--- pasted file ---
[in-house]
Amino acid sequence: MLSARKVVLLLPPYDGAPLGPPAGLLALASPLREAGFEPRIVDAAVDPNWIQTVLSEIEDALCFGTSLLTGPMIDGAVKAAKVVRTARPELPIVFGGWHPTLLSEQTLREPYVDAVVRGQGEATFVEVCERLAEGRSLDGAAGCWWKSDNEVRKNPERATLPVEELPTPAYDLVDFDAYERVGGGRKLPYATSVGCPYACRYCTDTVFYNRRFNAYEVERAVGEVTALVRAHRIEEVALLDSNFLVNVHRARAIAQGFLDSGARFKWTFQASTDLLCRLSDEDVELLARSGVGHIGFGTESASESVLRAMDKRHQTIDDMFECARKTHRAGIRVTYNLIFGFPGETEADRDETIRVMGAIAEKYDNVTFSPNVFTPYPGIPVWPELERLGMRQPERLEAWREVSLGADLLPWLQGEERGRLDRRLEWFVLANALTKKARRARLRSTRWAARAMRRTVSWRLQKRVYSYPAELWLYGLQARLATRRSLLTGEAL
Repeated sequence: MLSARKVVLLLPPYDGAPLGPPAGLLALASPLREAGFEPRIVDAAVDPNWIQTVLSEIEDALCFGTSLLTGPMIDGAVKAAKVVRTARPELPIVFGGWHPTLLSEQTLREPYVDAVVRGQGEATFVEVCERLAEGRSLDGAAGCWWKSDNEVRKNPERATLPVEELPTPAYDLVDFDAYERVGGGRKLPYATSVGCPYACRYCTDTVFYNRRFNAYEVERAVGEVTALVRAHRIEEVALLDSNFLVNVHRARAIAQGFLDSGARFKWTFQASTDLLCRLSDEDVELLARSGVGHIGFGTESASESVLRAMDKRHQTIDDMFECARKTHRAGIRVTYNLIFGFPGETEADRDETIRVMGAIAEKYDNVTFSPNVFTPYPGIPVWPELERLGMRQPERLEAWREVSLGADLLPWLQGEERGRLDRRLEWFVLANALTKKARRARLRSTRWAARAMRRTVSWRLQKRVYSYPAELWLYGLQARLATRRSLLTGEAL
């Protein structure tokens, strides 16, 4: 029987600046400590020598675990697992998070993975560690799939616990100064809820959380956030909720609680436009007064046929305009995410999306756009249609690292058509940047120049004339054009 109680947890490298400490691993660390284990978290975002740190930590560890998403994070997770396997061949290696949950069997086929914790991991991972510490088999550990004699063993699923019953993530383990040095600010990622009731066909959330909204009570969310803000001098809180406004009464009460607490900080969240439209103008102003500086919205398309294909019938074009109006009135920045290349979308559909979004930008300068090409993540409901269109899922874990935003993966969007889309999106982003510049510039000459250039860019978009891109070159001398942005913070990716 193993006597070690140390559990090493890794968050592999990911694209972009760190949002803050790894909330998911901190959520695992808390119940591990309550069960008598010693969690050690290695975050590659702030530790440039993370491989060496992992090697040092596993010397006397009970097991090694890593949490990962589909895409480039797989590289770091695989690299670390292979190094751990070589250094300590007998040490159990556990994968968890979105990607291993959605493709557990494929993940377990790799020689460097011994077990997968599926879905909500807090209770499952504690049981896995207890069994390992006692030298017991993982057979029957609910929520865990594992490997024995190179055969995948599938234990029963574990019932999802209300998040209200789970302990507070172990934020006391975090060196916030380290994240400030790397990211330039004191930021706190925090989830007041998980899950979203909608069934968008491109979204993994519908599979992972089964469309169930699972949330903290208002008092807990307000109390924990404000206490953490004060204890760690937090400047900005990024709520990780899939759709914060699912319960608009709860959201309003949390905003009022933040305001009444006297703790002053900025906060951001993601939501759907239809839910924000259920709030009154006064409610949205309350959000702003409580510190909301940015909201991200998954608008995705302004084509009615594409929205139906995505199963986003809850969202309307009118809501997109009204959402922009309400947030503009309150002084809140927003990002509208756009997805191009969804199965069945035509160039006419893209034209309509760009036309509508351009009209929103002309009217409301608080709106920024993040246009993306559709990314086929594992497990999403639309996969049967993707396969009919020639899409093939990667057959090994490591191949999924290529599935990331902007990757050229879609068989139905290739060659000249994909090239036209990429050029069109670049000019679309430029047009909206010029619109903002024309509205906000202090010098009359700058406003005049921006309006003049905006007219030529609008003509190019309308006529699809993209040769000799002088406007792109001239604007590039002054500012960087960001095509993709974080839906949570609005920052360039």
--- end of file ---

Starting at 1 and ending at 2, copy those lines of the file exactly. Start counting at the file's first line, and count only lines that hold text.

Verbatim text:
[in-house]
Amino acid sequence: MLSARKVVLLLPPYDGAPLGPPAGLLALASPLREAGFEPRIVDAAVDPNWIQTVLSEIEDALCFGTSLLTGPMIDGAVKAAKVVRTARPELPIVFGGWHPTLLSEQTLREPYVDAVVRGQGEATFVEVCERLAEGRSLDGAAGCWWKSDNEVRKNPERATLPVEELPTPAYDLVDFDAYERVGGGRKLPYATSVGCPYACRYCTDTVFYNRRFNAYEVERAVGEVTALVRAHRIEEVALLDSNFLVNVHRARAIAQGFLDSGARFKWTFQASTDLLCRLSDEDVELLARSGVGHIGFGTESASESVLRAMDKRHQTIDDMFECARKTHRAGIRVTYNLIFGFPGETEADRDETIRVMGAIAEKYDNVTFSPNVFTPYPGIPVWPELERLGMRQPERLEAWREVSLGADLLPWLQGEERGRLDRRLEWFVLANALTKKARRARLRSTRWAARAMRRTVSWRLQKRVYSYPAELWLYGLQARLATRRSLLTGEAL